Freeman Spogli Institute for International Studies Program on Energy and Sustainable Development Stanford University


July 22, 2005 - In the News

The Business Report article outlines the findings of a PESD working paper criticizing the current South African policy of Free Basic Electricity. The article also quotes the chief director of electricity in the department of minerals and energy for South Africa, suggesting his department will follow up on one of the alternative models proposed by the PESD study.

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Rebecca J. Elias

Study recommends energy cards to reduce electricity costs

Appeared in Business Report, July 22, 2005

By Ingrid Salgado

Cape Town - Allowing poor South African households to choose their own preferred mix of subsidised energy sources is cheaper than the government's free basic electricity programme, a top-level study shows.

The study, by Stanford University's programme on energy and sustainable development, said the system it had proposed would also help to alleviate what it described as the nation's looming electricity power shortages during peak times.

It suggested that recipients of the free basic electricity subsidy, which amounts to 50 kilowatt hours a month per household, instead be issued with vouchers or "energy cards", giving them freedom to choose the least costly supply of energy suited to their needs.

The proposed clean energy credits, equal in value to the electricity subsidy, could be used for electricity, liquid petroleum gas (LPG), solar water heating, or combinations thereof. Polluting or dangerous fuels would not qualify.

Ompi Aphane, chief director of electricity in the department of minerals and energy, said yesterday there was some value in the "energy cards" model proposed by the study. The department would follow it up.

According to the study, if the poorest 10 percent of South Africans were to use an LPG gas stove instead of an electric cooker, each household would save R258 a year, or 6 percent of their annual income. This, it pointed out, was a conservative estimate.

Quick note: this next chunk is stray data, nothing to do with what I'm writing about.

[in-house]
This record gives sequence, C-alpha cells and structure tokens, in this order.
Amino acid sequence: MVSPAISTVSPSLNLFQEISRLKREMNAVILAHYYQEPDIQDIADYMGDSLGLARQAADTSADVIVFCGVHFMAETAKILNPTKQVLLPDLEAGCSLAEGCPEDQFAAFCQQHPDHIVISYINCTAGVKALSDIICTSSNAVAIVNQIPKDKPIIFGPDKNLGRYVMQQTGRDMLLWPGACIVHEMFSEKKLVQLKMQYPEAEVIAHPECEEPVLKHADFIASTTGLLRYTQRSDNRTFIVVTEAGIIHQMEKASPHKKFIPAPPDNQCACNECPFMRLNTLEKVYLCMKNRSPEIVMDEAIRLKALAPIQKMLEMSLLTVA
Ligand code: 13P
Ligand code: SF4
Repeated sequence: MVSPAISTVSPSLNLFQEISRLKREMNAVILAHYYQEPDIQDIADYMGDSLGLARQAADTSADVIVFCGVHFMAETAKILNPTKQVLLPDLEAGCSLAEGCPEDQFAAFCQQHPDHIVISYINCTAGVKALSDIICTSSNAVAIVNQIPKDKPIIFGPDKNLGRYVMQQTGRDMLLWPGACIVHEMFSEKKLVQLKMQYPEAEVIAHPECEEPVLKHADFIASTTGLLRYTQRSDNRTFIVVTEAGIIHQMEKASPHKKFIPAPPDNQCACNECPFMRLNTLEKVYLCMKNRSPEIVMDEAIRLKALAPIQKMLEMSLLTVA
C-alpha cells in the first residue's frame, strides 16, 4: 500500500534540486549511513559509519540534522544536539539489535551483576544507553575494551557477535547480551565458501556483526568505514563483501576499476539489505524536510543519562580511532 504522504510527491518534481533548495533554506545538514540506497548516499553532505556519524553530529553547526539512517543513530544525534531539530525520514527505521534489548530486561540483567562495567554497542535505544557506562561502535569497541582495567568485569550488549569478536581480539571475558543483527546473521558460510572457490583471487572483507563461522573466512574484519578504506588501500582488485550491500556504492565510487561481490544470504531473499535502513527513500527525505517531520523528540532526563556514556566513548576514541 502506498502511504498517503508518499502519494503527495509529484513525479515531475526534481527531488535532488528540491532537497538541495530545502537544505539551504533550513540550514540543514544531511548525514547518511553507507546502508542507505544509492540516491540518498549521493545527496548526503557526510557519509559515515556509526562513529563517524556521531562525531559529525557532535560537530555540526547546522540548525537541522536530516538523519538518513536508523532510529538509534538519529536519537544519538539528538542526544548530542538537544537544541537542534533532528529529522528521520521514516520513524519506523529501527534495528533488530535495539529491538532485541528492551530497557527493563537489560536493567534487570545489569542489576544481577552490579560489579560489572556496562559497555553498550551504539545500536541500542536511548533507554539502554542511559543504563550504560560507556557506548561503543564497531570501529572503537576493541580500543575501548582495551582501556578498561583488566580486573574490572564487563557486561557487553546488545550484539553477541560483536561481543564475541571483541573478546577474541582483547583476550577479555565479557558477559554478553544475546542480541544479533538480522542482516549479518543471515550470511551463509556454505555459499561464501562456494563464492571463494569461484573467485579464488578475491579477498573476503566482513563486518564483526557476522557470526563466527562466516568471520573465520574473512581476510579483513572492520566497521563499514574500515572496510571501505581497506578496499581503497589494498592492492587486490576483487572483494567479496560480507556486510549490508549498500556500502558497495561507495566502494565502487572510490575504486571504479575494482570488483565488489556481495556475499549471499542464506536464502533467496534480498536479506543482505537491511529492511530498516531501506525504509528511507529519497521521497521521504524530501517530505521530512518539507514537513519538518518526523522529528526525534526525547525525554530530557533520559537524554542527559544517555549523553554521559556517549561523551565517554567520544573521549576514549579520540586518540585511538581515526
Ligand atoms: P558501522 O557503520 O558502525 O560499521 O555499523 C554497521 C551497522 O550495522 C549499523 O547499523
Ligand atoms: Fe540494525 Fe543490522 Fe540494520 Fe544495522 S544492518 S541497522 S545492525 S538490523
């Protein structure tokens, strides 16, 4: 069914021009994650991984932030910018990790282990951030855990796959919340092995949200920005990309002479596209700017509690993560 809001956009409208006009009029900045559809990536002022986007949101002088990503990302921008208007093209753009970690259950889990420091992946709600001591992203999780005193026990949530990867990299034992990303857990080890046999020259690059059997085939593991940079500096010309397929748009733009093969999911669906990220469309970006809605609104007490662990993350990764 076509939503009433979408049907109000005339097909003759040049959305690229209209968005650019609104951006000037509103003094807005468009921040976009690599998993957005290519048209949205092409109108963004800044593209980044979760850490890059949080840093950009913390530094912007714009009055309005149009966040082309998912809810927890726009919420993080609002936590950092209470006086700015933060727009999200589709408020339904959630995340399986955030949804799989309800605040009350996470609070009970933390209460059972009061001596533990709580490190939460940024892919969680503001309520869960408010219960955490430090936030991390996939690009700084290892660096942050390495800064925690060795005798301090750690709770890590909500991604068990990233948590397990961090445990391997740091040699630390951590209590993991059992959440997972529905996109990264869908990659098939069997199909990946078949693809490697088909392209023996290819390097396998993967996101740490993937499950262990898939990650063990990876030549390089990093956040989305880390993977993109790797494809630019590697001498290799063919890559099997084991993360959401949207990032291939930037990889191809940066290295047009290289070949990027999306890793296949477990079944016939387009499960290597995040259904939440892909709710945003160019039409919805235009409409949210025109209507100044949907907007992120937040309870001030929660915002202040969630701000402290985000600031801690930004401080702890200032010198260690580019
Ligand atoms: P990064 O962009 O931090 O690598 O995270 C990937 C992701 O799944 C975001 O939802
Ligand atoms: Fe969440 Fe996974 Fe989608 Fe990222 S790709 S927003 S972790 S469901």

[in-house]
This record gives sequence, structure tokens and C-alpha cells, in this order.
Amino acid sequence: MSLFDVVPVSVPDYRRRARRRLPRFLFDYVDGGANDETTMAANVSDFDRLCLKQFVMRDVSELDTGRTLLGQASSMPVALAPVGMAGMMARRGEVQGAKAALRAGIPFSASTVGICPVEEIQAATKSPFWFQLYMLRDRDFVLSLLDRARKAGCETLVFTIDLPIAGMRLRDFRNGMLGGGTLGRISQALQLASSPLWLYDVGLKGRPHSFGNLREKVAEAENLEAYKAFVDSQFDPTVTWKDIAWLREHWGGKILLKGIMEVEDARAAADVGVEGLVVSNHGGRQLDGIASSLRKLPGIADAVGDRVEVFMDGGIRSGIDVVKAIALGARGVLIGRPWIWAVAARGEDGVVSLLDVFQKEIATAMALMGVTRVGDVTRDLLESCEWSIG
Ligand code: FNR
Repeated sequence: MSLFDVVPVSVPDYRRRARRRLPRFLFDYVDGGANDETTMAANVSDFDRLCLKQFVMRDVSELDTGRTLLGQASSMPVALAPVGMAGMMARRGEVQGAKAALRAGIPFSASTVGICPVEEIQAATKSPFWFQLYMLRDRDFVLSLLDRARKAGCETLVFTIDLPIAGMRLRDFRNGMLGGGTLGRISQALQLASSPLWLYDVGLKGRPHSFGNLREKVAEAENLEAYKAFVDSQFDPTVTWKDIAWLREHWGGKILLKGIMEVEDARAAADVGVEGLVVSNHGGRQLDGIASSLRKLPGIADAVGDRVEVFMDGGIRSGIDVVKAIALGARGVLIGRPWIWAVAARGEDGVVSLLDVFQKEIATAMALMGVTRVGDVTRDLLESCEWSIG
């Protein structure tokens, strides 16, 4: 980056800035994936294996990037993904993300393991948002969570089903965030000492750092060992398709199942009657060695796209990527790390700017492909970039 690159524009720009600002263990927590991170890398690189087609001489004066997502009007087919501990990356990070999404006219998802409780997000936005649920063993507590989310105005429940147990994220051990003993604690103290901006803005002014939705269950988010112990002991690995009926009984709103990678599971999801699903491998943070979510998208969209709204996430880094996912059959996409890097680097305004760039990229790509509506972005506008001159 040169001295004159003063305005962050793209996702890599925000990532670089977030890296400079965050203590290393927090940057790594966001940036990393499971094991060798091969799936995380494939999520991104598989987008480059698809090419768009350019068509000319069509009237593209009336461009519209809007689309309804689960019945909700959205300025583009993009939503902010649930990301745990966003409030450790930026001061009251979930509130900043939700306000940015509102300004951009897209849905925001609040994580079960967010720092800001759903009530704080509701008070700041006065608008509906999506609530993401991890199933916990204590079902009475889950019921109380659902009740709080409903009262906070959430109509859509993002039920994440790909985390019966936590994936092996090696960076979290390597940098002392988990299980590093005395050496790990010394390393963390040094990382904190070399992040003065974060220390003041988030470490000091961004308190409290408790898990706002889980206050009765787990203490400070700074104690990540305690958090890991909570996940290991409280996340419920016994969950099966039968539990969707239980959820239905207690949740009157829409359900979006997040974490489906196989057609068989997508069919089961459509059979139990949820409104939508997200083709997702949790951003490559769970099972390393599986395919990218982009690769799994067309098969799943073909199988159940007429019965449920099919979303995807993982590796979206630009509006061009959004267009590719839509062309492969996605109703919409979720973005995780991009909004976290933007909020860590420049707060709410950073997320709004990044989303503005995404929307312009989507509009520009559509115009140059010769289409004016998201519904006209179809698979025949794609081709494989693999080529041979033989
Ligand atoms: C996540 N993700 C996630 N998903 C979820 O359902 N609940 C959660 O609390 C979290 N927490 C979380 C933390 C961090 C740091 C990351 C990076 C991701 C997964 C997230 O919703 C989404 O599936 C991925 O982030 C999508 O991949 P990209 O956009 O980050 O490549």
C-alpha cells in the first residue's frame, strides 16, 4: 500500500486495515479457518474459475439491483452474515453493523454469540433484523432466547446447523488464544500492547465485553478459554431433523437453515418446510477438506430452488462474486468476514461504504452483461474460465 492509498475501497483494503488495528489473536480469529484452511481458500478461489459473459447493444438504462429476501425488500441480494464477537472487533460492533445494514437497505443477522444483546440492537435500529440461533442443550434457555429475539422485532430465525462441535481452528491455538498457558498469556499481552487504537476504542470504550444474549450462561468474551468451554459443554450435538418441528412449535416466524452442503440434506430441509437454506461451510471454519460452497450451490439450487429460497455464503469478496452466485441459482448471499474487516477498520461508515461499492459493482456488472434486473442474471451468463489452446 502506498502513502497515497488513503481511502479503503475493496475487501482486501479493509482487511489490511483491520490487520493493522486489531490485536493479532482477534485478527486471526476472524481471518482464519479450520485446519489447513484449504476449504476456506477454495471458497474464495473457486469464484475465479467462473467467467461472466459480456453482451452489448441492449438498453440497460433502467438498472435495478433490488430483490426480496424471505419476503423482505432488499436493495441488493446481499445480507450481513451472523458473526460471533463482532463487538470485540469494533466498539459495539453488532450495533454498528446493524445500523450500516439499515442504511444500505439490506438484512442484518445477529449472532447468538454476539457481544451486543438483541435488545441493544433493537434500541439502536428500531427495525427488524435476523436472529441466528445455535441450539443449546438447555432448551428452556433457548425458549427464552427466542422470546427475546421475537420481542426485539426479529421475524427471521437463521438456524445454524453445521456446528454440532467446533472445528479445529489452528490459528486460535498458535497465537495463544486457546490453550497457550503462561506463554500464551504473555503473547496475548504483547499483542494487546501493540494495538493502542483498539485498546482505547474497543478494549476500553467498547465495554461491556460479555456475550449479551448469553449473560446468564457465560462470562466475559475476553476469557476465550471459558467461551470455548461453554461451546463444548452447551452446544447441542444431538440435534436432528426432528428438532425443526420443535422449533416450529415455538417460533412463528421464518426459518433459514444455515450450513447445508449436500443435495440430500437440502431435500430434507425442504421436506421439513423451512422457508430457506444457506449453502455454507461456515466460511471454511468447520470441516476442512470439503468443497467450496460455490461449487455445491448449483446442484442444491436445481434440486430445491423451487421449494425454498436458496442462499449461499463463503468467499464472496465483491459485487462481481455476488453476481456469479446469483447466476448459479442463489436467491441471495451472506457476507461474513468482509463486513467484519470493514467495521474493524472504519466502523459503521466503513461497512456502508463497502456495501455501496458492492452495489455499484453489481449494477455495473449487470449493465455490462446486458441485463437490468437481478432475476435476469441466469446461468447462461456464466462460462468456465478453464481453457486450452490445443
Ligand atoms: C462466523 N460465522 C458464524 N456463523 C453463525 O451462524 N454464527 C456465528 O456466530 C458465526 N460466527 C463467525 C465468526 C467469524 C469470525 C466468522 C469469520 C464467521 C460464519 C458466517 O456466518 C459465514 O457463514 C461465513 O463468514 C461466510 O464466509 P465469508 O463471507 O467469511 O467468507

Although it compared LPG to electricity, the study did not advocate subsidies for LPG. This would "simply introduce another distortion" to the energy market, in the same way that the free electricity programme encouraged households to cook with electricity, thus raising demand in peak times.

But it warned that the government would have to act fast if it wanted to reform its free basic electricity programme because the poor were already starting to invest in household electrical appliances.

"Once those promises [of free basic electricity] are cemented in place, it may be politically difficult to change course."

Aphane said the economics of LPG was likely to be even more attractive than the conservative figures used in the study. For example, the cost of steel to manufacture LPG cylinders could be lower than that assumed.

He said that in addition to the free basic electricity programme, the government had a German-funded programme to supply areas without electricity infrastructure with solar home systems and thermal heating mechanisms.

The study, conducted by five researchers, including David Victor, the director of Stanford's energy and sustainable development programme, and Mark Howells of the University of Cape Town's energy research centre, said South Africa's electricity-generating capacity was insufficient to meet demand and would be hard-pressed to do so at peak times.

The free electricity programme would aggravate the problem by raising electricity consumption.

But the government maintains it is on course to provide new-generation capacity to meet demand, which is projected to grow by 1 200 megawatts a year from current peak demand of 34 000MW. Eskom's peak capacity is currently 36 000MW.

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